You threw up in my restaurant? That'll be 50 bucksThe management of El Azteca was fed up with the vomit, the dining and dashing and the missing sombreros - all symptoms of having a drunken, college-age clientele. So the famous -or perhaps notorious - margarita-making restaurant at 7th and Chestnut streets took action last December.
Vacant lots start bearing fruitPaul Glover says cities are like armies, and Philadelphia is camped way too far from its sources of supply - the average ingredient in a Philadelphia meal comes from 1,500 miles away.
A fresh coat of paint goes a long wayFirst impressions are everything. And the crumbly, paint-chipped, 15-year-old signs that once stood above Spruce, Walnut and Chestnut streets were not very impressive. The signs, looming over a few of the main gateways to Penn's campus and University City, were an unattractive welcome for freshmen coming to the University for the first time.
New concerns over local bridgeIs the South Street Bridge falling down? The question is on the minds of Philadelphia residents, Penn students and local officials, especially in the wake of the fatal Aug. 1 rush hour collapse of the heavily traveled Interstate Highway 35 West bridge in Minnesota.
Penn ordered to pay $4 million in lawsuitIn a decision last Friday by a Philadelphia County Court of Common Pleas jury, Penn was ordered to pay Mark Helpin, a former Penn faculty member, more than $4 million in a workplace dispute centering around a dental clinic he helped start up. Helpin, a dentist, was employed at the University from 1989 to 2003, during which time he helped to found a dental clinic that specialized in treating special-needs children.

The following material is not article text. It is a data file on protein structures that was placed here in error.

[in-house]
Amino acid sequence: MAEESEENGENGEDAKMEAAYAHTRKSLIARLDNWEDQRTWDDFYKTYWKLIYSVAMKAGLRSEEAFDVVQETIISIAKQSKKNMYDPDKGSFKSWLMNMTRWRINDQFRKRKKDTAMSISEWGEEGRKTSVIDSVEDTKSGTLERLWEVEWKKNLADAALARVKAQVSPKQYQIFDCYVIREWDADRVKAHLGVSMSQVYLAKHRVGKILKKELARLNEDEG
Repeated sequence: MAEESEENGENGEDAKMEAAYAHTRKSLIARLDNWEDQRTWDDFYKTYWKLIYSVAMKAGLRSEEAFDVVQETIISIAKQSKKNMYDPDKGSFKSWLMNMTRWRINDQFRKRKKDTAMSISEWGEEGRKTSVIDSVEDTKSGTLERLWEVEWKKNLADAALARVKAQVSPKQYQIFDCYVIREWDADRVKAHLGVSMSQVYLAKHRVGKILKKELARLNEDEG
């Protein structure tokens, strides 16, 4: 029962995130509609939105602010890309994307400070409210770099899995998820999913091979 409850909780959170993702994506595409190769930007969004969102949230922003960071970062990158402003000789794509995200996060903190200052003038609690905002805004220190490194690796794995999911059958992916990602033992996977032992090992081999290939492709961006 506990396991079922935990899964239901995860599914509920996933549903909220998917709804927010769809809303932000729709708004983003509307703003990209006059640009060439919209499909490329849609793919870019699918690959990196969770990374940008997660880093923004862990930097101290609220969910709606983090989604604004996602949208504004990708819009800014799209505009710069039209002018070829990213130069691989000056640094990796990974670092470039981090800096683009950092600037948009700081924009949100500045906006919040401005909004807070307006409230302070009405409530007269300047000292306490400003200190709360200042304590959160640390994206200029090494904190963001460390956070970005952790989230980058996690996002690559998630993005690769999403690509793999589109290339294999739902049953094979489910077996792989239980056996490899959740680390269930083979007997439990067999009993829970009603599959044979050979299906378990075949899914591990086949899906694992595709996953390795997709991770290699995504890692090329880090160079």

Stay young and hip even longerFrom Botox and plastic surgery to red sports cars and Rogaine, it seems everybody wants to be younger. And while science has not uncovered a method to prevent aging altogether, stem cell scientists at Penn recently uncovered new information that may be useful in slowing down the aging process.
Some people wish they could stay at college forever.Some people love college to death. And now a growing number of colleges and universities have found a never-ending way to return the love. A recent trend has hit higher education, with more and more institutions offering their alumni the opportunity to reside for eternity on campus grounds.
A healthy expansion for healthier foodsThe farmer's market at 36th and Walnut streets is getting bigger and better - and it's all natural, of course. On May 23, the market will add two vendors to its collection: Metropolitan Bakery and Pumpkin Ridge Farms. These vendors will provide baked goods and cut flowers, respectively, according to Andrew Zitcer.
Honoring Native American cultureWhen Rosita Worl was born, she was sent to live with her grandparents in Alaska in order to learn about her Native American heritage. But when she was six, this "good life" ended. "I was literally kidnapped," said Worl, the grandmother of College senior Rico Worl and a professor at the University of Alaska Southeast.
Korean students worry about Cho backlashWhen College freshman Alex Lee learned that an Asian was responsible for the 32 deaths at Virginia Polytechnic Institute, one thought crossed his mind: "I hope he's not Korean." Speaking about Cho Seung-Hui, a 23-year-old Korean who committed the massacre, Lee was one of many Koreans and Korean Americans who expressed unease with being associated with Cho's racial identity.